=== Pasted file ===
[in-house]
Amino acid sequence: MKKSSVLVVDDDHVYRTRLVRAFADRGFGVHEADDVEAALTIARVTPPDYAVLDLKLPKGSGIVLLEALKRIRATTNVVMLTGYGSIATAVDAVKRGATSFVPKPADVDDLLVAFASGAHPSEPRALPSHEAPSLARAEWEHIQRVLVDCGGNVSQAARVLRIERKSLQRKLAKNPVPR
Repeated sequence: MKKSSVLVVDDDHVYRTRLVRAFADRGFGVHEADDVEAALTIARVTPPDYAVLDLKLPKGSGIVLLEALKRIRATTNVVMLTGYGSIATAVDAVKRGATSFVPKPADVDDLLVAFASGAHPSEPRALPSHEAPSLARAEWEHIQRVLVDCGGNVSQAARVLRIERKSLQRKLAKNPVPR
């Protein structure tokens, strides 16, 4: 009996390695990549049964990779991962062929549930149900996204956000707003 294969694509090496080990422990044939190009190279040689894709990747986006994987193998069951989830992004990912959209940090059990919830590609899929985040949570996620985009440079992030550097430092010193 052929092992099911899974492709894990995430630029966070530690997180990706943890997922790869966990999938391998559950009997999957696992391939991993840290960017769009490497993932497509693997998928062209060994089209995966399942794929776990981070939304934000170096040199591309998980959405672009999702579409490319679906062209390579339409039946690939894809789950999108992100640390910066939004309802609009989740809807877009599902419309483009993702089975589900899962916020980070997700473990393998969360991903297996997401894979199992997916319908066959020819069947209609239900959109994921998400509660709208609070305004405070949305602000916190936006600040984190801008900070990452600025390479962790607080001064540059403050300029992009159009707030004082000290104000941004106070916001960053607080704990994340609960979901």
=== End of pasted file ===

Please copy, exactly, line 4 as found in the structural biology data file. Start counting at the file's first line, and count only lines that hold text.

């Protein structure tokens, strides 16, 4: 009996390695990549049964990779991962062929549930149900996204956000707003 294969694509090496080990422990044939190009190279040689894709990747986006994987193998069951989830992004990912959209940090059990919830590609899929985040949570996620985009440079992030550097430092010193 052929092992099911899974492709894990995430630029966070530690997180990706943890997922790869966990999938391998559950009997999957696992391939991993840290960017769009490497993932497509693997998928062209060994089209995966399942794929776990981070939304934000170096040199591309998980959405672009999702579409490319679906062209390579339409039946690939894809789950999108992100640390910066939004309802609009989740809807877009599902419309483009993702089975589900899962916020980070997700473990393998969360991903297996997401894979199992997916319908066959020819069947209609239900959109994921998400509660709208609070305004405070949305602000916190936006600040984190801008900070990452600025390479962790607080001064540059403050300029992009159009707030004082000290104000941004106070916001960053607080704990994340609960979901």